Lightning losses can look extreme, like this condensing unit taken off its pad. Even then, full HVAC system replacements are unlikely.
Less than 1% of HVAC equipment that HVACi assessed last year had verified direct lightning damage as the cause of loss, according to the CCG IQ 2021 Annual Report. While other perils are more likely to have damaged policyholders’ HVAC systems, adjusters still need to take lightning into consideration in claims.
Direct lightning can impact multiple HVAC system components. The scope of damage varies between specific incidents, but lightning damage likely won’t require a claim settlement for a full replacement. Expert damage assessments are essential for more accurate claim resolutions if any of the following HVAC system components have reported lightning damage.
1. Failed Blower Motors
HVAC blower motors are fans with electric motors used to move air through the HVAC system. They are critical components because in cooling mode, blower motors move the air through the evaporator coil while refrigerant absorbs the heat from the air. In heating mode, blower motors create airflow so that heat is transferred to the air to warm a space.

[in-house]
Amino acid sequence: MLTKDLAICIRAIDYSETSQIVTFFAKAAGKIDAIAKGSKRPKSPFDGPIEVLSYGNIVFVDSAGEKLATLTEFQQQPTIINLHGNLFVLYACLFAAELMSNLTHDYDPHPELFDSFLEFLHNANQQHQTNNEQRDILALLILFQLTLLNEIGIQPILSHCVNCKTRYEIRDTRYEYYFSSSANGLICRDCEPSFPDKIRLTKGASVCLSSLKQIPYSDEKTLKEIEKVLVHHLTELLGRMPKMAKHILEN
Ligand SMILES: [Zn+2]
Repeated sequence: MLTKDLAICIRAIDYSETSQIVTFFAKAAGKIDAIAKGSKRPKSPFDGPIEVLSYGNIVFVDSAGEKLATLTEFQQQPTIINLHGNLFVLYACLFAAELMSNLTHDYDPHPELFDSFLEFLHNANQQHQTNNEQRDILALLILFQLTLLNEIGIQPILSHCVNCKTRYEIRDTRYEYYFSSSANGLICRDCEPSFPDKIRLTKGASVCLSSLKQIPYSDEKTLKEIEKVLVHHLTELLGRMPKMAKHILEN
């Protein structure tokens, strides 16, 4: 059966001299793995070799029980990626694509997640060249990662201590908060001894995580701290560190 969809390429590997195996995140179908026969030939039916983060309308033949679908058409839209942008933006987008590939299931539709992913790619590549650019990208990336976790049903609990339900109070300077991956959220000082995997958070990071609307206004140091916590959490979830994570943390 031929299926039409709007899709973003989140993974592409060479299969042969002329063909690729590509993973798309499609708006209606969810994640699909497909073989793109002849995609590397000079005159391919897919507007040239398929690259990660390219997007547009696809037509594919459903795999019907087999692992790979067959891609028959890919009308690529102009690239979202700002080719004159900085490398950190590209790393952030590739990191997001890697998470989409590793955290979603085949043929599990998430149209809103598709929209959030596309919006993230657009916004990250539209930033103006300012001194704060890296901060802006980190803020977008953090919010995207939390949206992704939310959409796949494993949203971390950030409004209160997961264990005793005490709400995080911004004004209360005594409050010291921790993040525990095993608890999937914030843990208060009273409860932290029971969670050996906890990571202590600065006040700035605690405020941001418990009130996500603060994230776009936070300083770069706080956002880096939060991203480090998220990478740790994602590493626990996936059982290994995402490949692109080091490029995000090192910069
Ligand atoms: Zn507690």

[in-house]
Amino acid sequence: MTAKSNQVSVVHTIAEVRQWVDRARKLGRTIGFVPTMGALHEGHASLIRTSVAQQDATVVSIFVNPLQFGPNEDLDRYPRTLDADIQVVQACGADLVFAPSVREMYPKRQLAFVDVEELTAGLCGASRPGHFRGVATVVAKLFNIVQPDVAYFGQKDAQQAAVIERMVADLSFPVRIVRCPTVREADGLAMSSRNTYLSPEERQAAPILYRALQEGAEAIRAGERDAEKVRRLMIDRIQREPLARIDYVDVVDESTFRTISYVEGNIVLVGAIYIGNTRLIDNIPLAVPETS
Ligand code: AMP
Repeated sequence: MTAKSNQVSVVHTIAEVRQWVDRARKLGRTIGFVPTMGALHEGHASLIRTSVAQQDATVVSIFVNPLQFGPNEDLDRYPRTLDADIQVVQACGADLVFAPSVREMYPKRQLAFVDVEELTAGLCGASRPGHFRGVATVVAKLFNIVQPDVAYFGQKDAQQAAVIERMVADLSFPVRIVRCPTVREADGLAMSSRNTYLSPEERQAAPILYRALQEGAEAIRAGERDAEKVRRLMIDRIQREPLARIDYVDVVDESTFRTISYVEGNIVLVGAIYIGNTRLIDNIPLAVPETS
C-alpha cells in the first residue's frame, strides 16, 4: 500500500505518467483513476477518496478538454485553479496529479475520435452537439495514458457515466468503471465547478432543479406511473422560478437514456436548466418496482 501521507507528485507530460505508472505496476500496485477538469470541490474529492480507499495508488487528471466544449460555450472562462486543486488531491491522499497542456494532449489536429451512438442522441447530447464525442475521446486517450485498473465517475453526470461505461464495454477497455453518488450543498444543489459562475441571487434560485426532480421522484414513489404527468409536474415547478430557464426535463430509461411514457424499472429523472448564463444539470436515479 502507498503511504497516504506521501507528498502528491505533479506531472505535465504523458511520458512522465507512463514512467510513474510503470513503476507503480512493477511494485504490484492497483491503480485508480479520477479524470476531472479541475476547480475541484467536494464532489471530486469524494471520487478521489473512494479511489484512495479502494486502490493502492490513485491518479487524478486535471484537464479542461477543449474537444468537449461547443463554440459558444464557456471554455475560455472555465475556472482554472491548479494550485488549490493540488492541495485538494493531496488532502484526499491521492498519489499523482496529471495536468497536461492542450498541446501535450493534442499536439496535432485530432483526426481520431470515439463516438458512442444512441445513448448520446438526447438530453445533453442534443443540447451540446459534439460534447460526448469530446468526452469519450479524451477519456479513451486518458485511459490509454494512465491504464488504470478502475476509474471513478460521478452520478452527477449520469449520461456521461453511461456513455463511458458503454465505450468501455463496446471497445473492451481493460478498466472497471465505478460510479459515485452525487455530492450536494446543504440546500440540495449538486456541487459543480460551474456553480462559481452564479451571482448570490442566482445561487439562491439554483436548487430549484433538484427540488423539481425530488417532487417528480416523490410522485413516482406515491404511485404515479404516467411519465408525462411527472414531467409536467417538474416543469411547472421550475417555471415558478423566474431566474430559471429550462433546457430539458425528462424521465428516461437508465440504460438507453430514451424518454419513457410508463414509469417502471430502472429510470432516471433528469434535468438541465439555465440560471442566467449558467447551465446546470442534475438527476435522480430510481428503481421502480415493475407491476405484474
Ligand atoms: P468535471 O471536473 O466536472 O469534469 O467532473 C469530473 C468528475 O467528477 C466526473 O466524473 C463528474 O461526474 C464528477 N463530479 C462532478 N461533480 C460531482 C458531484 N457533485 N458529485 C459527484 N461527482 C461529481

It may be a surprise that direct lightning can affect this component because blower motors are attached to the furnace, which is part of the indoor equipment in a split system. These losses can occur when lightning strikes a chimney or roof and impacts the furnace cabinetry.
Don’t forget: Arc marks and other visible evidence are present to show where the lightning traveled on a property.
The arc mark shows where direct lightning affected HVAC equipment and resulted in damage to the blower motor.
2. Compromised Refrigerant
Refrigerant is essential to any split system. It evolves from gas and liquid states depending on its temperature and pressure and transfers heat to or away from a space. Lightning striking indoor or outdoor HVAC equipment can affect the refrigerant, which would cause the system to malfunction.
Lightning energized the refrigerant circuit and compromised the refrigerant, but the system could still be repaired.
Sometimes HVAC systems will be void of refrigerant after a reported lightning loss. In one claim that reflected a common scenario, the refrigerant circuit was energized with electricity as the result of a lightning strike. The electricity escaped and arced between the refrigerant piping and evaporator coil housing. In turn, the refrigerant circuit was compromised, though all other components measured within optimal range.
It’s critical to note this type of damage may result in a major repair, but even then, a full replacement is unlikely to be necessary. In this claim, the adjuster was advised that the policyholder needed a new condensing unit, evaporator coil, and copper lineset. An HVAC system expert would recommend replacement equipment that is compatible with and meets efficiency standards of the components already in place.